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Enjoy sunny San Diego: The city’s outdoor attractions are must-see

Marci and Melanie DeWolf
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USS Midway Museum (center foreground) docked at Navy Pier in downtown San Diego.

San Diego is ideal for vacationing families. Theme parks, kids museums and 70 miles of beaches hold appeal for all ages.

This locale is well suited for the active outdoor lifestyle and is blessed with dependable sunshine, typically 267 days a year. As California’s second-largest city, it is filled with historic sights, botanical gardens and quick access to nearby beach towns.

In addition to the city’s reputation as a mecca for the laidback and unhurried, San Diego has a deeper purpose. It is a nautical town with a strong Navy and military presence. Historic ships, like the USS Midway, are permanently docked here. The city played a prominent role during World War II and produced 162 airplanes in one week after the bombing of Pearl Harbor.

Spectacular views of the waterfront and downtown can be seen from high atop the Cabrillo National Monument.

The best way to discover a new city is on a citywide narrated tour. The Old Town Trolley tours give an overview of 100 of the city’s key attractions. It goes on a 25 mile loop, visiting 10 neighborhoods with 10 destination stops. Visitors can hop on or off with frequent pickups at all stops.

A walking tour around Old Town San Diego State Historic Park conveys a cultural connection to Mexico with authentic cuisine, crafts and architecture. Old Town was California’s original capital and San Diego the state’s first Spanish settlement, in 1769.

Balboa Park, crown jewel of San Diego, is the largest urban cultural park in the country. It offers art, music and performances year-round. This vast cultural expanse is known for its red tile roofs and soaring towers.

The park is almost a city within a city. It encompasses 1,400 acres, 19 gardens, 15,000 trees and 17 museums. The sweet Japanese Friendship Garden is serene and elegant, enhanced by streams and bridges.

The San Diego Zoo, one of the world’s largest, is contained within the park. It has 3,700 animals, exhibiting some of Earth’s rarest species. The Spreckels organ pavilion’s immense outdoor pipe organ is said to be the largest in the world.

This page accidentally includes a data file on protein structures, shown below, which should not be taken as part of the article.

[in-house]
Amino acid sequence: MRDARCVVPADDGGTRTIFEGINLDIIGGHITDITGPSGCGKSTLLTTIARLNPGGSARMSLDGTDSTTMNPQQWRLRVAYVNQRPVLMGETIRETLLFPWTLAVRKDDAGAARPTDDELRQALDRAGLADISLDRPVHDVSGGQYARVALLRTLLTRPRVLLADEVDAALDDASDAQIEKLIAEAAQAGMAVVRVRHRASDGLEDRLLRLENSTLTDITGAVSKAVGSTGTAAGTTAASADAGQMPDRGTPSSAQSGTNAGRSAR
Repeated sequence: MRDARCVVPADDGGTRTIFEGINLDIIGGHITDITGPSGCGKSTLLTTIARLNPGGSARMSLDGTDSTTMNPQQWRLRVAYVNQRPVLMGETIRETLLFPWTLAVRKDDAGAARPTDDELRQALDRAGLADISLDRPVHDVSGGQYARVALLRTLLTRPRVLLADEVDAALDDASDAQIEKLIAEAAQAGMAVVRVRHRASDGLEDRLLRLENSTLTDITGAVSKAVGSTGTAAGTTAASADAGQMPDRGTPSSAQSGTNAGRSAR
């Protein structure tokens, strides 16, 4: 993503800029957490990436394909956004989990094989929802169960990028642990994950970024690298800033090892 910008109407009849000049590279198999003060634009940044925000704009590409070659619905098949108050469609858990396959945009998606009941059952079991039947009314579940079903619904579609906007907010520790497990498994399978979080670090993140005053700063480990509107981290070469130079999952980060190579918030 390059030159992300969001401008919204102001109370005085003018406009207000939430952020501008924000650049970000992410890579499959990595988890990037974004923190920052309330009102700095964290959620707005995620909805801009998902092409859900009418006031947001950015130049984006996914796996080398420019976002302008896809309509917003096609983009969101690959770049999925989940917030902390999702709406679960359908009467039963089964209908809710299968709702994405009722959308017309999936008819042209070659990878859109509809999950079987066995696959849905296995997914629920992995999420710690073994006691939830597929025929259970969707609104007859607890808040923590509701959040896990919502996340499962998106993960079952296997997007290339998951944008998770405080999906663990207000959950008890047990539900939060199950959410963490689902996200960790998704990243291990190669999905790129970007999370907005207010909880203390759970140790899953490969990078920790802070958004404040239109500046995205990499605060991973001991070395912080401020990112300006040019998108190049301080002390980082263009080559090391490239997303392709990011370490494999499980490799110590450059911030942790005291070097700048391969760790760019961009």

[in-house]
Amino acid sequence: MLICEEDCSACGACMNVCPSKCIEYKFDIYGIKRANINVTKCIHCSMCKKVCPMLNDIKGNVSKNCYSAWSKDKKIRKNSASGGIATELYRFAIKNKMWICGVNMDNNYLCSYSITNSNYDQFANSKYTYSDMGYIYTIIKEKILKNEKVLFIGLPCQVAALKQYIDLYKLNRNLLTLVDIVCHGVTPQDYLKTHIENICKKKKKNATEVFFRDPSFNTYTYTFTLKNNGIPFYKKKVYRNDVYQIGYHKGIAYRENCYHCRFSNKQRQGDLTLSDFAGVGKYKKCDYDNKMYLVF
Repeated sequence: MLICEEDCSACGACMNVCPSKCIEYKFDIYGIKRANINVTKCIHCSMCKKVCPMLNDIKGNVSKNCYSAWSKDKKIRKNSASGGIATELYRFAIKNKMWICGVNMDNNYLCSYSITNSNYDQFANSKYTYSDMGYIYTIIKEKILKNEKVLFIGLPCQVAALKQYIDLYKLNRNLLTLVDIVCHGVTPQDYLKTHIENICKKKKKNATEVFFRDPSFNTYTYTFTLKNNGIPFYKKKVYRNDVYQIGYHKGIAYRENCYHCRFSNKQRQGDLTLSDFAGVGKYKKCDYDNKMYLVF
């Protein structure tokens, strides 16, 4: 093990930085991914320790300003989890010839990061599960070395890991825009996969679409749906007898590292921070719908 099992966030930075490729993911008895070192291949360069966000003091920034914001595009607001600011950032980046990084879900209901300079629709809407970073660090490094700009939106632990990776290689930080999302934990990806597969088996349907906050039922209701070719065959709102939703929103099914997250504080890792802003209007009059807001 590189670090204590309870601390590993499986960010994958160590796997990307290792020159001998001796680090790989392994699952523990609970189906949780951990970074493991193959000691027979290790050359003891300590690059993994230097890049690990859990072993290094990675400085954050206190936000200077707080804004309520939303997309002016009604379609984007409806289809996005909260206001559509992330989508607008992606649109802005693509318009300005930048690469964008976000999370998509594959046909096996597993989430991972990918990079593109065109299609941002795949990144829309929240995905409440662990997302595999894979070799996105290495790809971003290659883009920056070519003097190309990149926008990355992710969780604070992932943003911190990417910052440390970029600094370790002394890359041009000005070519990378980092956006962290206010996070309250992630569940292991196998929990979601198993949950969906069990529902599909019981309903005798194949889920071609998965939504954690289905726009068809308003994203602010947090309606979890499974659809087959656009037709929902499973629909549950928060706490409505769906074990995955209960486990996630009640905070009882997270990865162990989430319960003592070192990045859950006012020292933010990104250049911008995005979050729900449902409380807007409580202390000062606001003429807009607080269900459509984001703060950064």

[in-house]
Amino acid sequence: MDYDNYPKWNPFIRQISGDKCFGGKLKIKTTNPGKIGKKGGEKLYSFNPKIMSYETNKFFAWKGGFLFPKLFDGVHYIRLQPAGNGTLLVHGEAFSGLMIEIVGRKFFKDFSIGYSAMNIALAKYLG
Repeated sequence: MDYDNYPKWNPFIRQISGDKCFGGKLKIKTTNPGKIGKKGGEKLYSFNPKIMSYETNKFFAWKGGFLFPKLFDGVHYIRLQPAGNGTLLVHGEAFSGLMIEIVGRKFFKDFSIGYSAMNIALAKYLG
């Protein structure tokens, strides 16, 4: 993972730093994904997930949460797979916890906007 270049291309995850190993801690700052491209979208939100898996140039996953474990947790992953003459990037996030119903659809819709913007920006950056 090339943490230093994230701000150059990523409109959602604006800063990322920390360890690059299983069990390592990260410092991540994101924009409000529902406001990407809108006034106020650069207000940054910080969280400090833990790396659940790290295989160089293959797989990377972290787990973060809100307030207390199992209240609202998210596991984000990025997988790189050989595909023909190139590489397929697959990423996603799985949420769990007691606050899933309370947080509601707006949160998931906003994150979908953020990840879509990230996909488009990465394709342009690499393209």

The excitement builds aboard San Diego’s many bay cruises. Frolicking sea lions living on bait barges entertain on the Hornblower Harbor Cruises. These have an environmental focus enhanced by onboard exhibits of bay marine life. One- or two-hour narrated cruises point to 50 landmarks and historic sites.

The popular USS Midway Museum is celebrating the Battle of Midway’s 75th anniversary. Kids can attend free through Dec. 15.

For lodging, the Porto Vista Hotel in Little Italy is art- and culture-centric. The 190-room boutique hotel has rotating art exhibits in the elevator and lobby as well as abstract art panels in the lounge. The hotel offers art classes and has an in-house art director.

San Diego’s culinary specialties are spotlighted at the Little Italy Food Hall, where six local vendors fill a 6,000-square-foot space. Patrons can dine outside in the airy Piazza della Famigia with a view of the bay.

Morning Glory Restaurant, a millennial hangout, is known for its creative brunches and offbeat décor. Vibrant pinks and greens spark an ’80s vibe, as does a 30-foot neon pink flower sculpture in the main dining room. Souffle pancakes and champagne vending machines are part of the charm.

COVID-19 safety protocols and guidance are in place to protect tourists as part of the state’s safe reopening plan. Dine-in restaurants are operating at 25% capacity or 100 people, whichever is lower. Outdoor dining is a favored option. Movie theatres, churches, museums, zoos and aquariums are also at the 25% threshold.

San Diego is two hours south of Los Angeles and 30 minutes north of Tijuana, Mexico. For more information go to sandiego.org.

The Junípero Serra Museum in San Diego's Old Town.